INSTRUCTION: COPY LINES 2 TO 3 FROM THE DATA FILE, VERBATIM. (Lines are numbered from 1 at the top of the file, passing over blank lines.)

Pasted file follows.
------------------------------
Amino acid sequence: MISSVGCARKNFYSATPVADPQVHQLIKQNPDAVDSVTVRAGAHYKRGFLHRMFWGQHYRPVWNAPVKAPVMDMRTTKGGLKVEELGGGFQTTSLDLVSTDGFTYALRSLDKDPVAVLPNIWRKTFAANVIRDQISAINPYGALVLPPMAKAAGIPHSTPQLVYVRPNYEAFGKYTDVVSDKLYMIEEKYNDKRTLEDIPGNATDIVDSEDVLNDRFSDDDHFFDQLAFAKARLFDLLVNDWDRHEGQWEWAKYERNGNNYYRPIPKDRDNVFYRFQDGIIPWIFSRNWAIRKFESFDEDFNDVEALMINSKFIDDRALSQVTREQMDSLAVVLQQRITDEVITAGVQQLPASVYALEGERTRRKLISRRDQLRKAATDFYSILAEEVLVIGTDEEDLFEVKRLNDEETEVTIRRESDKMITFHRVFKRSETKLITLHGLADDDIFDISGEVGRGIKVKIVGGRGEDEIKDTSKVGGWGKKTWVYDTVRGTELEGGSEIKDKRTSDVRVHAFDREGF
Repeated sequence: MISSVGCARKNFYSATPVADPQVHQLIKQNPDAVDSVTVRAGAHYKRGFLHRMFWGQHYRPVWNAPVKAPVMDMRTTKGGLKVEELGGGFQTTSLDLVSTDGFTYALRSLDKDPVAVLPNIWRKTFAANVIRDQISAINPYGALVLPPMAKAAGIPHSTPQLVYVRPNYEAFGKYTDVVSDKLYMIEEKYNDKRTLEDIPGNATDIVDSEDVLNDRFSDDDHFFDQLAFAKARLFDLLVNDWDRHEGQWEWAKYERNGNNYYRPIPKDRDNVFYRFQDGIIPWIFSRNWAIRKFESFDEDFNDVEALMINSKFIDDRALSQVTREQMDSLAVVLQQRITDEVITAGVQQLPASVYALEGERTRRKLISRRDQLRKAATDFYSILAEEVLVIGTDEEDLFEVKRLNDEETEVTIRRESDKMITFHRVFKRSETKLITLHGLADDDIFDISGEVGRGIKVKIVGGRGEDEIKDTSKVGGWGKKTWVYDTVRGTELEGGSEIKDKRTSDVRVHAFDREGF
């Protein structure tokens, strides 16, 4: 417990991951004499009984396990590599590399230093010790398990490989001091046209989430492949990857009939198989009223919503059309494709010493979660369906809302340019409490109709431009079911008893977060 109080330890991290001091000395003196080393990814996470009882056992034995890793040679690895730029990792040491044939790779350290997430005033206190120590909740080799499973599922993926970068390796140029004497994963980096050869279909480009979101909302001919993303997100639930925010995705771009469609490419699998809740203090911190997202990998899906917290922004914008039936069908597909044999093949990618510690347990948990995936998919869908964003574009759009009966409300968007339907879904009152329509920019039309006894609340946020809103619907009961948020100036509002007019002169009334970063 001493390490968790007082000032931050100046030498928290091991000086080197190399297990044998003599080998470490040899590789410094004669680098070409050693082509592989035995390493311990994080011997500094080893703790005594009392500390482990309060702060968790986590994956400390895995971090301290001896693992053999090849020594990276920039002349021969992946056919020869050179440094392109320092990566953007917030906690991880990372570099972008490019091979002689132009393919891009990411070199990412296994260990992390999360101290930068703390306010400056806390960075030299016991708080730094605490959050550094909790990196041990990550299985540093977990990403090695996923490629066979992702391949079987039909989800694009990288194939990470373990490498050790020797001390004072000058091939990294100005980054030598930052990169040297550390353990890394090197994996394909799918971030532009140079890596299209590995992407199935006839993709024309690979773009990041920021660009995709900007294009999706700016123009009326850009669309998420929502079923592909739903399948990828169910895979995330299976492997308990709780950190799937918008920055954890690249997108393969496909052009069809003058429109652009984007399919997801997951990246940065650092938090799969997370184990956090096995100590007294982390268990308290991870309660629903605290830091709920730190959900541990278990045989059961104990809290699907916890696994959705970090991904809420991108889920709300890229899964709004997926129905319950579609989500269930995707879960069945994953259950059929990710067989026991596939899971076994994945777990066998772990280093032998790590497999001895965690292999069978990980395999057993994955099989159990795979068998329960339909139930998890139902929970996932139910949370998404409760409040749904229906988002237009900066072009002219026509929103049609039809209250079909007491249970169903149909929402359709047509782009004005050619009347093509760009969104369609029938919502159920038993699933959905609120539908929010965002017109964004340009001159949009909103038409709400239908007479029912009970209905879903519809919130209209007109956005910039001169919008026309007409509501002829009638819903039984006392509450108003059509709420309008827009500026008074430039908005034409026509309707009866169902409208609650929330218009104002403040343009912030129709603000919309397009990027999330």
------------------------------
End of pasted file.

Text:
Repeated sequence: MISSVGCARKNFYSATPVADPQVHQLIKQNPDAVDSVTVRAGAHYKRGFLHRMFWGQHYRPVWNAPVKAPVMDMRTTKGGLKVEELGGGFQTTSLDLVSTDGFTYALRSLDKDPVAVLPNIWRKTFAANVIRDQISAINPYGALVLPPMAKAAGIPHSTPQLVYVRPNYEAFGKYTDVVSDKLYMIEEKYNDKRTLEDIPGNATDIVDSEDVLNDRFSDDDHFFDQLAFAKARLFDLLVNDWDRHEGQWEWAKYERNGNNYYRPIPKDRDNVFYRFQDGIIPWIFSRNWAIRKFESFDEDFNDVEALMINSKFIDDRALSQVTREQMDSLAVVLQQRITDEVITAGVQQLPASVYALEGERTRRKLISRRDQLRKAATDFYSILAEEVLVIGTDEEDLFEVKRLNDEETEVTIRRESDKMITFHRVFKRSETKLITLHGLADDDIFDISGEVGRGIKVKIVGGRGEDEIKDTSKVGGWGKKTWVYDTVRGTELEGGSEIKDKRTSDVRVHAFDREGF
């Protein structure tokens, strides 16, 4: 417990991951004499009984396990590599590399230093010790398990490989001091046209989430492949990857009939198989009223919503059309494709010493979660369906809302340019409490109709431009079911008893977060 109080330890991290001091000395003196080393990814996470009882056992034995890793040679690895730029990792040491044939790779350290997430005033206190120590909740080799499973599922993926970068390796140029004497994963980096050869279909480009979101909302001919993303997100639930925010995705771009469609490419699998809740203090911190997202990998899906917290922004914008039936069908597909044999093949990618510690347990948990995936998919869908964003574009759009009966409300968007339907879904009152329509920019039309006894609340946020809103619907009961948020100036509002007019002169009334970063 001493390490968790007082000032931050100046030498928290091991000086080197190399297990044998003599080998470490040899590789410094004669680098070409050693082509592989035995390493311990994080011997500094080893703790005594009392500390482990309060702060968790986590994956400390895995971090301290001896693992053999090849020594990276920039002349021969992946056919020869050179440094392109320092990566953007917030906690991880990372570099972008490019091979002689132009393919891009990411070199990412296994260990992390999360101290930068703390306010400056806390960075030299016991708080730094605490959050550094909790990196041990990550299985540093977990990403090695996923490629066979992702391949079987039909989800694009990288194939990470373990490498050790020797001390004072000058091939990294100005980054030598930052990169040297550390353990890394090197994996394909799918971030532009140079890596299209590995992407199935006839993709024309690979773009990041920021660009995709900007294009999706700016123009009326850009669309998420929502079923592909739903399948990828169910895979995330299976492997308990709780950190799937918008920055954890690249997108393969496909052009069809003058429109652009984007399919997801997951990246940065650092938090799969997370184990956090096995100590007294982390268990308290991870309660629903605290830091709920730190959900541990278990045989059961104990809290699907916890696994959705970090991904809420991108889920709300890229899964709004997926129905319950579609989500269930995707879960069945994953259950059929990710067989026991596939899971076994994945777990066998772990280093032998790590497999001895965690292999069978990980395999057993994955099989159990795979068998329960339909139930998890139902929970996932139910949370998404409760409040749904229906988002237009900066072009002219026509929103049609039809209250079909007491249970169903149909929402359709047509782009004005050619009347093509760009969104369609029938919502159920038993699933959905609120539908929010965002017109964004340009001159949009909103038409709400239908007479029912009970209905879903519809919130209209007109956005910039001169919008026309007409509501002829009638819903039984006392509450108003059509709420309008827009500026008074430039908005034409026509309707009866169902409208609650929330218009104002403040343009912030129709603000919309397009990027999330």